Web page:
Does the institution or physician have to apply the recommended solution?

The service quality commissioner and the medical examiner, just like the Health and Social Services Ombudsman, have the power to make recommendations. They do not have the power to impose measures as a court would. Their approach is based on conciliation, that is, they seek solutions that are satisfactory to everyone involved.

What can I do if I disagree with the outcome of a complaint?

If you disagree with the conclusions or recommendations of the service quality commissioner, if the latter has not informed you of his conclusions within 45 days, or if the institution concerned has not acted on the service quality commissioner's recommendations to your satisfaction, you may file a complaint with Health and Social Services Ombudsman.

In the case of a complaint involving a physician, if you are dissatisfied with medical examiner's conclusions, you have 60 days to submit your complaint to the review committee designated by the institution's board of directors. The review committee will hand down a final decision within 60 days, and explain the reasons behind its decision.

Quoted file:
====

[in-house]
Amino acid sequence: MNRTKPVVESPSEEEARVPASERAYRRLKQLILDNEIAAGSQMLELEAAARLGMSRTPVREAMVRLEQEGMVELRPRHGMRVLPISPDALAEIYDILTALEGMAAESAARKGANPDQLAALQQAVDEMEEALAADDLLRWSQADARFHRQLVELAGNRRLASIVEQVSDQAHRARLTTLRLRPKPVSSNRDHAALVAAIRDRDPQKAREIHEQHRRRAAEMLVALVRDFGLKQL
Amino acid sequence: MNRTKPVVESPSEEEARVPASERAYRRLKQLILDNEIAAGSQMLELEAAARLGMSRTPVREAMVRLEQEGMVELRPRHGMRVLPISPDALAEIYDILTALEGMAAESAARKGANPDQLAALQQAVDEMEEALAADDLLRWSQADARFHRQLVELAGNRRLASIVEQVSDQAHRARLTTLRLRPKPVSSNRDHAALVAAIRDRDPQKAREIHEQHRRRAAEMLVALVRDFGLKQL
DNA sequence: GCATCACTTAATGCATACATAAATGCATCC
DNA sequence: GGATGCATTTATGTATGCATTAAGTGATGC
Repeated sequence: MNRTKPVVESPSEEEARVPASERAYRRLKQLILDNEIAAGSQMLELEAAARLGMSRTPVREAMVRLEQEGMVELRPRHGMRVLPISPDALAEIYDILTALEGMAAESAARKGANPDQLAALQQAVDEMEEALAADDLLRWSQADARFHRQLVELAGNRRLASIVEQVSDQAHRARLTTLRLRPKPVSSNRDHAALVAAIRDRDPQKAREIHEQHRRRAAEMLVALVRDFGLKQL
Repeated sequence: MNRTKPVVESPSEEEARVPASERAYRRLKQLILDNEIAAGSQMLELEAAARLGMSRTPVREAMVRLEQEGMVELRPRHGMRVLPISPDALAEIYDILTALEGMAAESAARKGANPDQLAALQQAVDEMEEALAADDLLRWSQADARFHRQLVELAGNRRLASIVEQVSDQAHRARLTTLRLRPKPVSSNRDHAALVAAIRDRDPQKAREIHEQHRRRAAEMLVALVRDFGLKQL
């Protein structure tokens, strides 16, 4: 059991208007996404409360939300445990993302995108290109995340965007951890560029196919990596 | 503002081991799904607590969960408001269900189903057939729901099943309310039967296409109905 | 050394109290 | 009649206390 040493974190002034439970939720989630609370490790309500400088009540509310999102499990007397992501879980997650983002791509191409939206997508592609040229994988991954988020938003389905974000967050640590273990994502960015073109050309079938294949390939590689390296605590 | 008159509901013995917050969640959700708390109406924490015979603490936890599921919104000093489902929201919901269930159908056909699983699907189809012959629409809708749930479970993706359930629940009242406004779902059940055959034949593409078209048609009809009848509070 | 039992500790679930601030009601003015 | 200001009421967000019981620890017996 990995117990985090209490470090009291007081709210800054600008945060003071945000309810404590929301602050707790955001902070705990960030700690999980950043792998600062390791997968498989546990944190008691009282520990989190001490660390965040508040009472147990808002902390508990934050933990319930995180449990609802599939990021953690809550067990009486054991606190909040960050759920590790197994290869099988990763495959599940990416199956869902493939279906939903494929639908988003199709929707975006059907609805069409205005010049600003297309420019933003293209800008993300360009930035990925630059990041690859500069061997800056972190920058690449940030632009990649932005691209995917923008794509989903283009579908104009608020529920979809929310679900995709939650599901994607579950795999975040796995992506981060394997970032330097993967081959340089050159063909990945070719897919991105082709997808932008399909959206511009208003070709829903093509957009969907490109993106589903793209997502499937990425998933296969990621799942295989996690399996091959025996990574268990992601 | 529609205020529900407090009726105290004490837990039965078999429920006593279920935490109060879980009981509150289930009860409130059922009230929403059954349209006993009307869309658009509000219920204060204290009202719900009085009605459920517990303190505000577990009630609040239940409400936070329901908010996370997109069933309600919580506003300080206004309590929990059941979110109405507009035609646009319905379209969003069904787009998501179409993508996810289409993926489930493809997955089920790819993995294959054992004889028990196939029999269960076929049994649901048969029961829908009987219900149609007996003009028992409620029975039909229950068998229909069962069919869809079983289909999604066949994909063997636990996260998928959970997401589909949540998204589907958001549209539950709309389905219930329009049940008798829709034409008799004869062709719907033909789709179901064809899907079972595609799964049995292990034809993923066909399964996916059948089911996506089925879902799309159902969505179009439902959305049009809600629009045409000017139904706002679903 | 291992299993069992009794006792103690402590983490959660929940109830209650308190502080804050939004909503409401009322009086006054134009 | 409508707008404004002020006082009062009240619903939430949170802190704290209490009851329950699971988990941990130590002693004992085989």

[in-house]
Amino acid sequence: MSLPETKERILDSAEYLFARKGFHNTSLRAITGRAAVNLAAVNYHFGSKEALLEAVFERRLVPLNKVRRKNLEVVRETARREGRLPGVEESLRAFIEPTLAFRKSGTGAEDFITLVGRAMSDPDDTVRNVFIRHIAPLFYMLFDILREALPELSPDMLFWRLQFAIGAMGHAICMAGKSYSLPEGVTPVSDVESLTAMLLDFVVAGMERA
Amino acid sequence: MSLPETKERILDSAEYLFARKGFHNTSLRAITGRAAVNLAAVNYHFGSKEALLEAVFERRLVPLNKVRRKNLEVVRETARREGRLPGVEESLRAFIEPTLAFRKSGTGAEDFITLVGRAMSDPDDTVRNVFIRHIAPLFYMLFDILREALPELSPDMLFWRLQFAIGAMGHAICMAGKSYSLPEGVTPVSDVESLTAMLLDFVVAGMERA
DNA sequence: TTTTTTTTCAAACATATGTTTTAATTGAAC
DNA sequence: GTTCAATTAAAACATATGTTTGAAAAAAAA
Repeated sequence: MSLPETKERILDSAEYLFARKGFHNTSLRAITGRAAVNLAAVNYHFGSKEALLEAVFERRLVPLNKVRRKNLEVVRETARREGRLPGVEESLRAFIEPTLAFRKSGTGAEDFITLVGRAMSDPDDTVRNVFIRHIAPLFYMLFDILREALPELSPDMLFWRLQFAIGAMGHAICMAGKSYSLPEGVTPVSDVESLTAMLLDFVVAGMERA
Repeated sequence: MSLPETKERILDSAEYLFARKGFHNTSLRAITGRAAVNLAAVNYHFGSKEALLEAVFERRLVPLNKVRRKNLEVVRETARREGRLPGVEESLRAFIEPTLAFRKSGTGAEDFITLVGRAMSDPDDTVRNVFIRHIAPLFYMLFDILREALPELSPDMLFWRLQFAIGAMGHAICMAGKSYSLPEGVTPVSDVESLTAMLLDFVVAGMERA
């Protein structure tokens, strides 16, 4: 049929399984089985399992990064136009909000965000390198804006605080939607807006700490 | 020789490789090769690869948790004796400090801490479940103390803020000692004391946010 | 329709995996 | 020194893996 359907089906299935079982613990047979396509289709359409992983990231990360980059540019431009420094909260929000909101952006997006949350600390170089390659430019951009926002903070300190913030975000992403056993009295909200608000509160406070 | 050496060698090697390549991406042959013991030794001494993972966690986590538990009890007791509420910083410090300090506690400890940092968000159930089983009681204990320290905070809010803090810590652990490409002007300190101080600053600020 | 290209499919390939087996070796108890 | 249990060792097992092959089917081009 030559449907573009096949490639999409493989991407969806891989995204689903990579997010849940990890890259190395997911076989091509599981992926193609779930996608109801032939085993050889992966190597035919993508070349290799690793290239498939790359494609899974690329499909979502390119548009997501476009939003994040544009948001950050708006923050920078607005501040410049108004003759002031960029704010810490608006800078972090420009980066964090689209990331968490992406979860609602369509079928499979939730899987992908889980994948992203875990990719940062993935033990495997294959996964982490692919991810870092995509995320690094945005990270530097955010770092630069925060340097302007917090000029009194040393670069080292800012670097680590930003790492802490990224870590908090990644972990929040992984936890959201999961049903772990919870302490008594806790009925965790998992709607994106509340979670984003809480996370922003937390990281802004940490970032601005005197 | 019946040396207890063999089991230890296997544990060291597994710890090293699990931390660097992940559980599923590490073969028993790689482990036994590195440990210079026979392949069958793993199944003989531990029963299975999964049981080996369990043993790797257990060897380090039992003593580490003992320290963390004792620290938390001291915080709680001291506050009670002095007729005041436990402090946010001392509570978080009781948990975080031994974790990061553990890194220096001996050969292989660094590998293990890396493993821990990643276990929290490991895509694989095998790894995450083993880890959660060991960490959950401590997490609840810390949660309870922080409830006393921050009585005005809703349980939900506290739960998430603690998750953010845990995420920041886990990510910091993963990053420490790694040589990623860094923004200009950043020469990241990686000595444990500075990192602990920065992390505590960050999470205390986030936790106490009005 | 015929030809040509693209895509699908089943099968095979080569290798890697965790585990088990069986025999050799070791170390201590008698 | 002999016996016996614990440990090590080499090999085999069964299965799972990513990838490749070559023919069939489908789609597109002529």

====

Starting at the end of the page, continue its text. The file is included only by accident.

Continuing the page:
How will the Health and Social Services Ombudsman handle my complaint?

The Health and Social Services Ombudsman is independent from institutions, regional boards and even the Ministère de la Santé et des Services Sociaux. The Ombudsman can help you formulate and file your complaint, if required.

The Health and Social Services Ombudsman will proceed to re-examine your complaint by:

  • hearing your version of the facts;
  • reading the conclusions of the service quality commissioner;
  • consulting the relevant documents as well as your record, if necessary;
  • meeting with people involved;
  • informing you as soon as possible of his conclusions, the reasons behind these conclusions and, if applicable, the recommendations made to the institution.

Is my record confidential?

To learn all the facts and the circumstances that gave rise to your complaint, the people responsible for examining the complaint may consult your record, but must keep its contents confidential.

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